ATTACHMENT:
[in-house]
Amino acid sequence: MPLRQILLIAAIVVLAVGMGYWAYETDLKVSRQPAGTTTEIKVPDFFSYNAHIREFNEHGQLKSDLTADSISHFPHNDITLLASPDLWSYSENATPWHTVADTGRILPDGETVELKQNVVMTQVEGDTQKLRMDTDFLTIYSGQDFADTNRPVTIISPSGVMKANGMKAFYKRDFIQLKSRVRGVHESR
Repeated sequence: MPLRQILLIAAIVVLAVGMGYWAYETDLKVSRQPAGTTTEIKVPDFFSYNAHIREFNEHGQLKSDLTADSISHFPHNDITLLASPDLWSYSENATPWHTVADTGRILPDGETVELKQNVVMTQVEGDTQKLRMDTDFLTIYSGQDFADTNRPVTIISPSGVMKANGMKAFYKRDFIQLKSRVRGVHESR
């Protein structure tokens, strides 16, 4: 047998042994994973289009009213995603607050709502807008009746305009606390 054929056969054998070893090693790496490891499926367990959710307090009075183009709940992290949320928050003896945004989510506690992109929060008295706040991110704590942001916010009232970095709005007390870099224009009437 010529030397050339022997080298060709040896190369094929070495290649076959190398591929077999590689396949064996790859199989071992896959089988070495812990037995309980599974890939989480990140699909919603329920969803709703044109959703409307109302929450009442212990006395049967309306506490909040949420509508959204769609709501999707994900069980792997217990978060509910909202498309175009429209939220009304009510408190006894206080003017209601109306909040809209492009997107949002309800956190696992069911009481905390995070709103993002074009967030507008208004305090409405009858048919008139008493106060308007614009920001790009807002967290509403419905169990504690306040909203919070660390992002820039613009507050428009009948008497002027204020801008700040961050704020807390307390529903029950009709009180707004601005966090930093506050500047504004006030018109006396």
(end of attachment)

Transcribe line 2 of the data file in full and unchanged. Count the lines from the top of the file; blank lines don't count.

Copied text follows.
Amino acid sequence: MPLRQILLIAAIVVLAVGMGYWAYETDLKVSRQPAGTTTEIKVPDFFSYNAHIREFNEHGQLKSDLTADSISHFPHNDITLLASPDLWSYSENATPWHTVADTGRILPDGETVELKQNVVMTQVEGDTQKLRMDTDFLTIYSGQDFADTNRPVTIISPSGVMKANGMKAFYKRDFIQLKSRVRGVHESR